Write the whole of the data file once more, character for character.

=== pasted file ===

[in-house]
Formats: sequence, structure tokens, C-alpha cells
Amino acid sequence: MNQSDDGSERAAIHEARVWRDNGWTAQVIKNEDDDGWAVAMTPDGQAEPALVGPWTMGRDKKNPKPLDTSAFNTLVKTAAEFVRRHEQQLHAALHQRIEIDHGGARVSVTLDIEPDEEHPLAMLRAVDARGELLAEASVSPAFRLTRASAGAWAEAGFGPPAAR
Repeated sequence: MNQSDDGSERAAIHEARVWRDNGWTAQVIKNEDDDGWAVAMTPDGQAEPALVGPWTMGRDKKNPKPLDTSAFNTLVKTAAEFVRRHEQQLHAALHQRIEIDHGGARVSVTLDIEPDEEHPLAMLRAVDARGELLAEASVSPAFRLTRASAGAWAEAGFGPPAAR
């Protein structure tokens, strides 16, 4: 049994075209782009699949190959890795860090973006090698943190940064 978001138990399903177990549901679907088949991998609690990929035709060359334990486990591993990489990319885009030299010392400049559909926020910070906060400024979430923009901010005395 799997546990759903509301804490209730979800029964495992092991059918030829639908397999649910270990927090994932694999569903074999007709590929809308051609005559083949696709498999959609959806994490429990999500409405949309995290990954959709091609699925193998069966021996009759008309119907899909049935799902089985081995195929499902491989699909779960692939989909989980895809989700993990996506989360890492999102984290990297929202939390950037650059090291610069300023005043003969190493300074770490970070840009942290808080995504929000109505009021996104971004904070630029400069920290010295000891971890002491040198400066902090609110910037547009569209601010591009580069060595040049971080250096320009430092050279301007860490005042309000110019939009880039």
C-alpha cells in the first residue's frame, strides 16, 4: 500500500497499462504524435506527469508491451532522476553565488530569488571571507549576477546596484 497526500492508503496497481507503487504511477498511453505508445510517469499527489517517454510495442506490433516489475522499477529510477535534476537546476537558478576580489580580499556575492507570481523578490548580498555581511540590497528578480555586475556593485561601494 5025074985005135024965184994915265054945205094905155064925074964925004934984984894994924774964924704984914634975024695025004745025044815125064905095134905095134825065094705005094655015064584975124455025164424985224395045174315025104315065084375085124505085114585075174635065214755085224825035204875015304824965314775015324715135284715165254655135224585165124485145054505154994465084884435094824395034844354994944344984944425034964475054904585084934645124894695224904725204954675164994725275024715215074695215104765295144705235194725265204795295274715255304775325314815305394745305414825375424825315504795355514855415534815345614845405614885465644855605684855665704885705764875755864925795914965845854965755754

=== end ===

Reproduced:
[in-house]
Formats: sequence, structure tokens, C-alpha cells
Amino acid sequence: MNQSDDGSERAAIHEARVWRDNGWTAQVIKNEDDDGWAVAMTPDGQAEPALVGPWTMGRDKKNPKPLDTSAFNTLVKTAAEFVRRHEQQLHAALHQRIEIDHGGARVSVTLDIEPDEEHPLAMLRAVDARGELLAEASVSPAFRLTRASAGAWAEAGFGPPAAR
Repeated sequence: MNQSDDGSERAAIHEARVWRDNGWTAQVIKNEDDDGWAVAMTPDGQAEPALVGPWTMGRDKKNPKPLDTSAFNTLVKTAAEFVRRHEQQLHAALHQRIEIDHGGARVSVTLDIEPDEEHPLAMLRAVDARGELLAEASVSPAFRLTRASAGAWAEAGFGPPAAR
């Protein structure tokens, strides 16, 4: 049994075209782009699949190959890795860090973006090698943190940064 978001138990399903177990549901679907088949991998609690990929035709060359334990486990591993990489990319885009030299010392400049559909926020910070906060400024979430923009901010005395 799997546990759903509301804490209730979800029964495992092991059918030829639908397999649910270990927090994932694999569903074999007709590929809308051609005559083949696709498999959609959806994490429990999500409405949309995290990954959709091609699925193998069966021996009759008309119907899909049935799902089985081995195929499902491989699909779960692939989909989980895809989700993990996506989360890492999102984290990297929202939390950037650059090291610069300023005043003969190493300074770490970070840009942290808080995504929000109505009021996104971004904070630029400069920290010295000891971890002491040198400066902090609110910037547009569209601010591009580069060595040049971080250096320009430092050279301007860490005042309000110019939009880039």
C-alpha cells in the first residue's frame, strides 16, 4: 500500500497499462504524435506527469508491451532522476553565488530569488571571507549576477546596484 497526500492508503496497481507503487504511477498511453505508445510517469499527489517517454510495442506490433516489475522499477529510477535534476537546476537558478576580489580580499556575492507570481523578490548580498555581511540590497528578480555586475556593485561601494 5025074985005135024965184994915265054945205094905155064925074964925004934984984894994924774964924704984914634975024695025004745025044815125064905095134905095134825065094705005094655015064584975124455025164424985224395045174315025104315065084375085124505085114585075174635065214755085224825035204875015304824965314775015324715135284715165254655135224585165124485145054505154994465084884435094824395034844354994944344984944425034964475054904585084934645124894695224904725204954675164994725275024715215074695215104765295144705235194725265204795295274715255304775325314815305394745305414825375424825315504795355514855415534815345614845405614885465644855605684855665704885705764875755864925795914965845854965755754